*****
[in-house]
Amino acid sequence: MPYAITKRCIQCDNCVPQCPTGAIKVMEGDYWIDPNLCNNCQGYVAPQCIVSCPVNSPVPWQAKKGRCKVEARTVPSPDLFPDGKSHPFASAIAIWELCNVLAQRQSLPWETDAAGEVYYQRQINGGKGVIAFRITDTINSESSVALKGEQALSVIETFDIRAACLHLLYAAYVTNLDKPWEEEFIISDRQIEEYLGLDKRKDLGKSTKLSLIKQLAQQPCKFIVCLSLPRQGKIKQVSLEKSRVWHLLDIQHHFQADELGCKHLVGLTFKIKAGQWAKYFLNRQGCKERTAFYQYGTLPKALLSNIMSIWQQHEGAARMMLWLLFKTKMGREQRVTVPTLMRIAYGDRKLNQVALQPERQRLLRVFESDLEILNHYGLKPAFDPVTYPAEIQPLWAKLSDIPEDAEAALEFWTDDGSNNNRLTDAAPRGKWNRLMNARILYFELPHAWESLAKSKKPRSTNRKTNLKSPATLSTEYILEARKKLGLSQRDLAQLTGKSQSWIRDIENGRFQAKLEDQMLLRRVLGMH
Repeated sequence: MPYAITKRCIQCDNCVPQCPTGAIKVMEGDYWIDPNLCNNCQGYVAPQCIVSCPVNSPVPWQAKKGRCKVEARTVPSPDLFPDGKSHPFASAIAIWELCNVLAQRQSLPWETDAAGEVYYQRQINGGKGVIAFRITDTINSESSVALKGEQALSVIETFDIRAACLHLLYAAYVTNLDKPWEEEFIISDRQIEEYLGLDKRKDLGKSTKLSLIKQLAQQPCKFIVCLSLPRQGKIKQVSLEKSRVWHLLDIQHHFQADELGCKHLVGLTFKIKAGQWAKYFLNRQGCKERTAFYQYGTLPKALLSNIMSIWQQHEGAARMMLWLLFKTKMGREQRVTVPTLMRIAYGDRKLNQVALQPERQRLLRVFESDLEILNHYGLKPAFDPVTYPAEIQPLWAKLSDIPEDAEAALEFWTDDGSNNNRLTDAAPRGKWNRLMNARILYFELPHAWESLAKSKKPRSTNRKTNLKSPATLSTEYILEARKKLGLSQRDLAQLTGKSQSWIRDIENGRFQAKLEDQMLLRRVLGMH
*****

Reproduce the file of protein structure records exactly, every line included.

[in-house]
Amino acid sequence: MPYAITKRCIQCDNCVPQCPTGAIKVMEGDYWIDPNLCNNCQGYVAPQCIVSCPVNSPVPWQAKKGRCKVEARTVPSPDLFPDGKSHPFASAIAIWELCNVLAQRQSLPWETDAAGEVYYQRQINGGKGVIAFRITDTINSESSVALKGEQALSVIETFDIRAACLHLLYAAYVTNLDKPWEEEFIISDRQIEEYLGLDKRKDLGKSTKLSLIKQLAQQPCKFIVCLSLPRQGKIKQVSLEKSRVWHLLDIQHHFQADELGCKHLVGLTFKIKAGQWAKYFLNRQGCKERTAFYQYGTLPKALLSNIMSIWQQHEGAARMMLWLLFKTKMGREQRVTVPTLMRIAYGDRKLNQVALQPERQRLLRVFESDLEILNHYGLKPAFDPVTYPAEIQPLWAKLSDIPEDAEAALEFWTDDGSNNNRLTDAAPRGKWNRLMNARILYFELPHAWESLAKSKKPRSTNRKTNLKSPATLSTEYILEARKKLGLSQRDLAQLTGKSQSWIRDIENGRFQAKLEDQMLLRRVLGMH
Repeated sequence: MPYAITKRCIQCDNCVPQCPTGAIKVMEGDYWIDPNLCNNCQGYVAPQCIVSCPVNSPVPWQAKKGRCKVEARTVPSPDLFPDGKSHPFASAIAIWELCNVLAQRQSLPWETDAAGEVYYQRQINGGKGVIAFRITDTINSESSVALKGEQALSVIETFDIRAACLHLLYAAYVTNLDKPWEEEFIISDRQIEEYLGLDKRKDLGKSTKLSLIKQLAQQPCKFIVCLSLPRQGKIKQVSLEKSRVWHLLDIQHHFQADELGCKHLVGLTFKIKAGQWAKYFLNRQGCKERTAFYQYGTLPKALLSNIMSIWQQHEGAARMMLWLLFKTKMGREQRVTVPTLMRIAYGDRKLNQVALQPERQRLLRVFESDLEILNHYGLKPAFDPVTYPAEIQPLWAKLSDIPEDAEAALEFWTDDGSNNNRLTDAAPRGKWNRLMNARILYFELPHAWESLAKSKKPRSTNRKTNLKSPATLSTEYILEARKKLGLSQRDLAQLTGKSQSWIRDIENGRFQAKLEDQMLLRRVLGMH